THE 1982 BRITISH EVEREST EXPEDITION’S ATTEMPT ON
THE UNCLIMBED NORTH-EAST RIDGE OF EVEREST
BONINGTON, Sir Christian John Storey and Charles CLARKE. Everest: The Unclimbed Ridge. London: Hazell, Watson and Viney Ltd. for Hodder and Stoughton, 1983.
Octavo (244 x 173mm), pp. 132. 29 colour-printed plates, with illustrations after Bonington, Clarke, Peter Boardman, Joe Tasker, et al. recto-and-verso, some double-page, monochrome illustrations, maps and diagrams in the text. (Small marginal mark on pp. 103-104.) Original black cloth, spine lettered and decorated in silver, map endpapers by Brian and Constance Dear, dustwrapper with illustration after Eric Perlman, retaining price. (A few unobtrusive small marks on endpapers and boards, dustwrapper slightly rubbed and creased at edges.) A very good copy in the dustwrapper.
First edition. Bonington and Clarke’s account of the 1982 British Everest Expedition’s attempt to ascend the unclimbed north-east ridge of Everest. The six-man team of Peter Boardman, Bonington, Clarke, Adrian Gordon, Dick Renshaw, and Joe Tasker set out from Lhasa and crossed Tibet to Everest, where they attempted to climb the ridge without oxygen. In the course of the expedition Boardman and Tasker – ‘one of the best-known and most successful climbing partnerships in recent British climbing history’ (ODNB) – disappeared while attempting the second pinnacle of the ridge: ‘[t]hey were last seen alive on 17 May 1982, moving upwards at approximately 8200 metres on the north-east ridge of Mount Everest, some 600 metres short of the summit’ (op. cit.).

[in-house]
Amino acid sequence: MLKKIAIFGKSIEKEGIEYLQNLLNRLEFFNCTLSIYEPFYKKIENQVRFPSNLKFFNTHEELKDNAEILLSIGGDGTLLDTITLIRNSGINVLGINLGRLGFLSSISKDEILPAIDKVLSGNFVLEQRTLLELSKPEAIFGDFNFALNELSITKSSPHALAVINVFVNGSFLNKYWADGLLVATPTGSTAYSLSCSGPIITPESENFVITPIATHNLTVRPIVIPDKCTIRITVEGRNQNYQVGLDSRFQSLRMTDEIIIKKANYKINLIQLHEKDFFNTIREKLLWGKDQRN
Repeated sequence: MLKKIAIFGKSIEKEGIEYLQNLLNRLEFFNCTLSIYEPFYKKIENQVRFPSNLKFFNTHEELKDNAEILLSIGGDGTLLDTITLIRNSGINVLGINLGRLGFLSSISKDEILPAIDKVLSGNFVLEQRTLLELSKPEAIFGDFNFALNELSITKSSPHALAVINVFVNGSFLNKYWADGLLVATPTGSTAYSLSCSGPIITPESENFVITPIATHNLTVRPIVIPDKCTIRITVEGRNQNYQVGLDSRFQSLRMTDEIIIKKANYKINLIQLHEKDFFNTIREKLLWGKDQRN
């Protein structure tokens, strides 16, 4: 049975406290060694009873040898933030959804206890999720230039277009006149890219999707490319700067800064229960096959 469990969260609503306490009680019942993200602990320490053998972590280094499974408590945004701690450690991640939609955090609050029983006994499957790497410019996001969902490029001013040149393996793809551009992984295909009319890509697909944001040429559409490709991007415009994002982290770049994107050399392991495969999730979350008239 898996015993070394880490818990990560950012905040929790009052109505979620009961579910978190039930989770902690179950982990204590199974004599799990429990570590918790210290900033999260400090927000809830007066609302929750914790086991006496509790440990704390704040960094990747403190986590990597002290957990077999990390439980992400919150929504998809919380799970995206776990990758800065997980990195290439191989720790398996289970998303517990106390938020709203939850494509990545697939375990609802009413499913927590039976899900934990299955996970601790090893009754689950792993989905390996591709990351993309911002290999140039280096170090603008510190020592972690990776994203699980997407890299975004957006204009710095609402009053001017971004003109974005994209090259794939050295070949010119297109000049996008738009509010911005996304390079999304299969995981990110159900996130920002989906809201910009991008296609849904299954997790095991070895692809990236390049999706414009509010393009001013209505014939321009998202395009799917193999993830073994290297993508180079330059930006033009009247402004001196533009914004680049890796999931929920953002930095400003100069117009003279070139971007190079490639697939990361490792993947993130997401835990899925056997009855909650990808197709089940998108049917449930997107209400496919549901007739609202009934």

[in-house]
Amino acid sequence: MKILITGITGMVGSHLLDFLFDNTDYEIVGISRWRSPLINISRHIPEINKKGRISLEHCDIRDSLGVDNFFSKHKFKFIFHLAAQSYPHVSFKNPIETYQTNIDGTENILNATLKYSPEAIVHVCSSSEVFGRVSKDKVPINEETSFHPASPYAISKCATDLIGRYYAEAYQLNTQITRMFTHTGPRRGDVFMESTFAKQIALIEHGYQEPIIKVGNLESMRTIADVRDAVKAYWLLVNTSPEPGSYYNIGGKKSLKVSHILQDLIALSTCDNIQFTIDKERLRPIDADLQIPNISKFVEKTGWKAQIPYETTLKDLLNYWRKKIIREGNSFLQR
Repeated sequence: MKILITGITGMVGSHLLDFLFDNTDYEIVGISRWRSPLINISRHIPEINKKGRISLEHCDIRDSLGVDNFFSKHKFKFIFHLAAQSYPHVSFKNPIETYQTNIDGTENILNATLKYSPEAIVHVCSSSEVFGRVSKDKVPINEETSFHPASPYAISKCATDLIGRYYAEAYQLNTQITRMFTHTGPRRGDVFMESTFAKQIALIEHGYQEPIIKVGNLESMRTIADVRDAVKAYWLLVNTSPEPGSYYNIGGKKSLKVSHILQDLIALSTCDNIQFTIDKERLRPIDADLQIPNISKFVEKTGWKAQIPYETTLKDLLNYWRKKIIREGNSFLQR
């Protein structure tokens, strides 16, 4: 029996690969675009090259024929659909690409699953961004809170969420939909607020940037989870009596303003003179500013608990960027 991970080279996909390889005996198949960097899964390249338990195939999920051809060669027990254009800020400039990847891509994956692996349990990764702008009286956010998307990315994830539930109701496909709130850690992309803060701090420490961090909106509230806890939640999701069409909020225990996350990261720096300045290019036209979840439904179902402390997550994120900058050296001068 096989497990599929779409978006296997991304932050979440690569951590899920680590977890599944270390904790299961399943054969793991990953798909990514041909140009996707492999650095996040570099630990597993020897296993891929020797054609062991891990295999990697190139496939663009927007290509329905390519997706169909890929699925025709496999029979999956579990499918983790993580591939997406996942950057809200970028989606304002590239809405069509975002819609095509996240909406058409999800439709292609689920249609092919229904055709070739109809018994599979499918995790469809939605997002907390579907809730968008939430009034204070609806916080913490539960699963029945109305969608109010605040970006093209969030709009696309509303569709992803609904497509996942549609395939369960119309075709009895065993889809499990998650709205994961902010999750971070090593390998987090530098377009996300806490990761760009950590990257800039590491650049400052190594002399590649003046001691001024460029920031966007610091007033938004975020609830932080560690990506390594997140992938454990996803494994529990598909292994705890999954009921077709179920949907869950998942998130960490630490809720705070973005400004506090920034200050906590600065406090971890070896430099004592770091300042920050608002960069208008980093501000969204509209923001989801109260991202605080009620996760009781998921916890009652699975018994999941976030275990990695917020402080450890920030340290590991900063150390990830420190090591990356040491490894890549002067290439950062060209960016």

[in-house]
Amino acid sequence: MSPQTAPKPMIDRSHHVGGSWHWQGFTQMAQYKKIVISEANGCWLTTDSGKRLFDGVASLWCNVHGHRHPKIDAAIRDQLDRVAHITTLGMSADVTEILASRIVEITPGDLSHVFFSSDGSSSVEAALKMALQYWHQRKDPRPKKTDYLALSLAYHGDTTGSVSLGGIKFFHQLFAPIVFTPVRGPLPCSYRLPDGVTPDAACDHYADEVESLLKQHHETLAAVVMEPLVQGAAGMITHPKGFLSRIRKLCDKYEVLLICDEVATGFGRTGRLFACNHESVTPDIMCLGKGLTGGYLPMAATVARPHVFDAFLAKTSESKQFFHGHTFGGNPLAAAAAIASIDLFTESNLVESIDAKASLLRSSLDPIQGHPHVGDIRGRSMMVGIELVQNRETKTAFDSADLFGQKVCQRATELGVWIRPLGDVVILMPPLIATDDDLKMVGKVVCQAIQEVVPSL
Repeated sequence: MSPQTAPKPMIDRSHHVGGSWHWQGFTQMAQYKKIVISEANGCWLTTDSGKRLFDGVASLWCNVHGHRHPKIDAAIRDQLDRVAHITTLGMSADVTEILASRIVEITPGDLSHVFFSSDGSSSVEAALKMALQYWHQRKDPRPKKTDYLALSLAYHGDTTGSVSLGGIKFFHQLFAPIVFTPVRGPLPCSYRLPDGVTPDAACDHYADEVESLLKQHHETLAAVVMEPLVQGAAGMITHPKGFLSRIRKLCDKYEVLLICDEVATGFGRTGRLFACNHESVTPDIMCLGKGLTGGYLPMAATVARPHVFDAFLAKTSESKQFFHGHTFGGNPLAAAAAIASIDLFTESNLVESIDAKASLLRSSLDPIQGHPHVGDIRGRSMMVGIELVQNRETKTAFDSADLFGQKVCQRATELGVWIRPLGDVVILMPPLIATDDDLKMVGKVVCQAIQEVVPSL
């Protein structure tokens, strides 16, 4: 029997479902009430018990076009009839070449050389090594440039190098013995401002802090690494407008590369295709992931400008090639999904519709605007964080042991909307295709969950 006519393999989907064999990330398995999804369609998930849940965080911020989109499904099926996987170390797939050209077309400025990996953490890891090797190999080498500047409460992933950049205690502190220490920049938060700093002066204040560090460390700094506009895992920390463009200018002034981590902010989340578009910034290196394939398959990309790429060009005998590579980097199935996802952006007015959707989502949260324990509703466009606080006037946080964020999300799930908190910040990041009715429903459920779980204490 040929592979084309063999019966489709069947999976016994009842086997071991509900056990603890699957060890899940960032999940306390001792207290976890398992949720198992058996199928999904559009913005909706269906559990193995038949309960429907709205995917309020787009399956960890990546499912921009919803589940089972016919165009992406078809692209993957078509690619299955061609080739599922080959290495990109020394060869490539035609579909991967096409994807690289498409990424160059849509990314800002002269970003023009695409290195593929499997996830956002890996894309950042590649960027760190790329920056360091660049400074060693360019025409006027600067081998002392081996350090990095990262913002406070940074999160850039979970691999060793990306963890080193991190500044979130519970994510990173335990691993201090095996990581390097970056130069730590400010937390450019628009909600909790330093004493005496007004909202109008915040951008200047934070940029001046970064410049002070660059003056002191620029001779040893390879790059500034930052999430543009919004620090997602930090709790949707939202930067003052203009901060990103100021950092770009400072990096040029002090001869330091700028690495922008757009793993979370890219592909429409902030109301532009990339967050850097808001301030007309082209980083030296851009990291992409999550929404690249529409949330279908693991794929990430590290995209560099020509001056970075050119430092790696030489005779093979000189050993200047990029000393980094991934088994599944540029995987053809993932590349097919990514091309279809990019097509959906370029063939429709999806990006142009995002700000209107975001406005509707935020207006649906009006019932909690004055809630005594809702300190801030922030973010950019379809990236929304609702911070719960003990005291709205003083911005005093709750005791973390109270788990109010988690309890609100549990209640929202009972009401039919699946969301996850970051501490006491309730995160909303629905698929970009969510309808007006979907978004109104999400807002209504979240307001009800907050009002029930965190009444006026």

Everest: The Unclimbed Ridge is dedicated to Boardman and Tasker and the book concludes with obituaries of the two men written by Clarke and Renshaw respectively; Boardman’s Sacred Summits and Tasker’s Savage Arena were both published posthumously in 1982. An appeal led to the foundation of the prestigious Boardman-Tasker Award for Mountaineering Literature, which is awarded annually ‘to the author or co-authors of an original work, which has made an outstanding contribution to mountain literature’.
· · · · · · · · · · · · · · · · · · · · · · · · · ·